In Remembrance of Dyzio od Abruchy: My One and Only

Dyzio od Abruchy enjoying Spring flowers

Six years ago on this very day my true love died. Dyzio od Abruchy. He was a miniature dacshund, rusty brown in colour with a fluffy tail and eyes that made you melt. Born in Poland and raised in five different countries, Dyzio was a well-traveled dog who was loved by all who knew him. He traveled on the plane. First class with a ticket and private box. He was indeed a lucky dog. He was my baby.

He spoke not Polish his birth country, nor English, but spoke Thai. He understood when I told him to go fetch his toy upstairs and bring it down to play with me. He understood when we told him to keep quiet.

I got Dyzio in Poland where I had been living with my parents at that time. It was 1993 and the Solidarity movement in Poland had just won their first elections in a Communisty country. For the first time, Poland was moving towards a free market economy. Everything was changing, and it changed fast.

I remember, in other countries you had pet shops and you had kennels where you can go buy a dog. Not in Poland. You had to read a polish newspaper and give the sellers a call. While the rest of the world had digital phones in Poland we used the rotary phone with the round dial. It was awesome.

My piano teacher did us the honours and read the classifieds for us. She rang a lady up who had a batch of newborn dacshunds, and before we knew it, a few days later Dyzio was on the train from Olstyn. It took more than 5 hours for him to arrive at our house. The only thing the seller asked for was the cost of the train tickets if we changed our minds.

Who would though? A cute little puppy with huge feet climbed out of a tiny picnic basket. He was barely the size of my hands and he felt so warm in them. It was love at first sight. A pedigree with champion parents, he had a green tatoo on his left ear.

I took out every penny of my savings and from that day on, he was part of our family. I remember when he took his first steps up and down the stairs. I remember him being toilet trained and running out into the first snowfall. He breaked so fast he left track marks on the snow and ran back into the house. It was minus 20 degrees celsius. I remember him barking at the wind that had swirled a bunch of leaves in the corner of the balcony and digging a hole underneath the fence to visit his wired-hair dacshund neighbour friend.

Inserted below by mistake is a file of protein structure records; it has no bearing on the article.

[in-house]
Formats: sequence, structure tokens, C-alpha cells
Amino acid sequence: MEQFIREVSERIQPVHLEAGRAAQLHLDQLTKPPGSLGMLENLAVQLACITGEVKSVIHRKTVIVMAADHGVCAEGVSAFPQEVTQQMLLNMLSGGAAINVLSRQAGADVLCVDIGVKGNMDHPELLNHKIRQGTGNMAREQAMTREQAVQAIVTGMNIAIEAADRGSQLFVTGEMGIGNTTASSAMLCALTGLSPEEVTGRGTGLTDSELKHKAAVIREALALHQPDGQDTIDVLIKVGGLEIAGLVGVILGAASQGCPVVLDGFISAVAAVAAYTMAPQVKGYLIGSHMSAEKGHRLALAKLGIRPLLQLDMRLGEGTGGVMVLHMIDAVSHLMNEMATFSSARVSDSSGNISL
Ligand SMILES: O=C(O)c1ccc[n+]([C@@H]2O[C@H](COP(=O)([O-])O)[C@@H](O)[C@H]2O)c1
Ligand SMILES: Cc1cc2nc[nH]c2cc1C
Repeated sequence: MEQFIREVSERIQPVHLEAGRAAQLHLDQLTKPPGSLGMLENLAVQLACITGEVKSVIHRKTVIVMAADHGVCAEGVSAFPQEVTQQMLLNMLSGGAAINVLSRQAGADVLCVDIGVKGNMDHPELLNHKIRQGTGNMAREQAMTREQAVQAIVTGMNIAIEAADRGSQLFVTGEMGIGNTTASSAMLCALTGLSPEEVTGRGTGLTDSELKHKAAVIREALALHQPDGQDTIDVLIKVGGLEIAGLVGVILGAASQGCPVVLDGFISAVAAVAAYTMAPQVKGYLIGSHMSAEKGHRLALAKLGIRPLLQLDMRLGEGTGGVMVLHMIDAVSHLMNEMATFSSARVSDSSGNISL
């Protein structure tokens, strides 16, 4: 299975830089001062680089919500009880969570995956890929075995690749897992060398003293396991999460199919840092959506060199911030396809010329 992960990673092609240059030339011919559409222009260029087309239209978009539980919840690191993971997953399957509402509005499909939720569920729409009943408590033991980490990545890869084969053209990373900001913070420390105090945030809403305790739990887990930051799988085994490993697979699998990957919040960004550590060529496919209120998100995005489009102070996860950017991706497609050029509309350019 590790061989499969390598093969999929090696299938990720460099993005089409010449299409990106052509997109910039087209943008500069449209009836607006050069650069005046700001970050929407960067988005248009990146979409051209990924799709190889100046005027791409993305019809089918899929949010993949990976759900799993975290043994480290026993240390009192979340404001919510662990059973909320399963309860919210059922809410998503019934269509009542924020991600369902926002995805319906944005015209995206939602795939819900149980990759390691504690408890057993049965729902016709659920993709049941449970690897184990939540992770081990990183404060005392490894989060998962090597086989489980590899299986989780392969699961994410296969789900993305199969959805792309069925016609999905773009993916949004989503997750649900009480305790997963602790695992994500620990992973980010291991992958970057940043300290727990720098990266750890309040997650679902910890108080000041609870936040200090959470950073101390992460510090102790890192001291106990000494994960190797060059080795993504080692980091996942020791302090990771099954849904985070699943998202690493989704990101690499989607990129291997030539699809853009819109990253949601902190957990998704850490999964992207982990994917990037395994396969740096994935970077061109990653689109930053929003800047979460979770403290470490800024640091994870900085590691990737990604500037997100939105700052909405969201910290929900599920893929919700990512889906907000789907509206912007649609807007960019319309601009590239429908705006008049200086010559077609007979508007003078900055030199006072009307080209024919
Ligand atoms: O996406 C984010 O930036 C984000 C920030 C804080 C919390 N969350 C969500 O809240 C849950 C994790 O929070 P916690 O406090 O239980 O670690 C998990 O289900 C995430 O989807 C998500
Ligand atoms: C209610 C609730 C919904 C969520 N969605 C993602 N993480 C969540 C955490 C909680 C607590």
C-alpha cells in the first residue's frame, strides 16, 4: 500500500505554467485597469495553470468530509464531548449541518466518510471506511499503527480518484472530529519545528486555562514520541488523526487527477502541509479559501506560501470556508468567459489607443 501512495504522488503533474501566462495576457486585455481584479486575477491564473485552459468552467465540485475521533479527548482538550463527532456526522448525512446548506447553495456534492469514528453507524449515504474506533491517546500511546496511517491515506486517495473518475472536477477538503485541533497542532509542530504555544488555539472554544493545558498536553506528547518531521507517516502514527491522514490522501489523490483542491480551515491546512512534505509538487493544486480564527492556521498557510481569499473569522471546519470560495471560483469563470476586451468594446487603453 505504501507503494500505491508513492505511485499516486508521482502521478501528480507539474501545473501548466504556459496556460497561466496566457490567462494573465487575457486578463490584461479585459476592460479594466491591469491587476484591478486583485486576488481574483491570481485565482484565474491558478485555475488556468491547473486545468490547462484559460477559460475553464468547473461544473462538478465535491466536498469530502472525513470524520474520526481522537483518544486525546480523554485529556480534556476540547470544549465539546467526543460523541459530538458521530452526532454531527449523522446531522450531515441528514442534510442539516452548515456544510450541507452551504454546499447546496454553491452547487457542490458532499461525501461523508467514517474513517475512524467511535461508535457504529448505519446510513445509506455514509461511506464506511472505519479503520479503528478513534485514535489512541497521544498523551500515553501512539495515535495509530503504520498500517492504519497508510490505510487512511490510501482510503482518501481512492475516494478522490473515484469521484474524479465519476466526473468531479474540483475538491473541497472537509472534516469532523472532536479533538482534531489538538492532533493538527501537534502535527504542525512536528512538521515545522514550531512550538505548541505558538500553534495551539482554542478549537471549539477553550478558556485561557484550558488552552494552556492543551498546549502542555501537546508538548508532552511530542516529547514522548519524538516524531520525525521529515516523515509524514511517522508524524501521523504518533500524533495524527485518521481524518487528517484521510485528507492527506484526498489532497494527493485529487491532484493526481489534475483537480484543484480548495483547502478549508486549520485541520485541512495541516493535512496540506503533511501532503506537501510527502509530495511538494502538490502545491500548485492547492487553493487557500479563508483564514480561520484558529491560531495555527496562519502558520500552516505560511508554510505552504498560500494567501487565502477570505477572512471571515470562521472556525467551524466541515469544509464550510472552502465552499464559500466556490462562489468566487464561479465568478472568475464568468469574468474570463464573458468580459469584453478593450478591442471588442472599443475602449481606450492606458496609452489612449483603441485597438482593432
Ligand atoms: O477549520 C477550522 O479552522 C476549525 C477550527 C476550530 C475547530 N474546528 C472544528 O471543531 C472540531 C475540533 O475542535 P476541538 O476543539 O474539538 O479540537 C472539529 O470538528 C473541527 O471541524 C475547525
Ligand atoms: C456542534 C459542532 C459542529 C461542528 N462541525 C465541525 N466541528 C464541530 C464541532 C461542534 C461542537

I remember Dyzio riding on the back of my bicycle out to the lake in Brussels, chasing down the ducks in the garden, going through quarantine and being bitten by ants in Singapore, staying in the airconditioned room in Bangkok, and just enjoying the crisp cold air of Vienna. Vienna was his final resting place. I remember him jumping on my bed to wake me up and stuffing his nose beneath the door cracks. I remember him barking whenever he saw me leave with a bunch of luggage. He was one smart and clever dog.

He was a dog with character and a heart that was so big it just won you over. For over a decade he met most our guests and welcomed them like a true diplomat’s dog. We like to believe that he chose to die in Vienna where the weather is similar to Warsaw. He died 4 days before he was to travel back to Bangkok. I guess he knew where he wanted to stay.

Dyzio touched my heart so much. Dogs are great for the heart and soul. They have unconditional love and are always happy to greet you no matter what a bad day you have.

Rest in peace my dear dog. Hope you are having fun in doggy heaven. Wolf wolf! I miss you.

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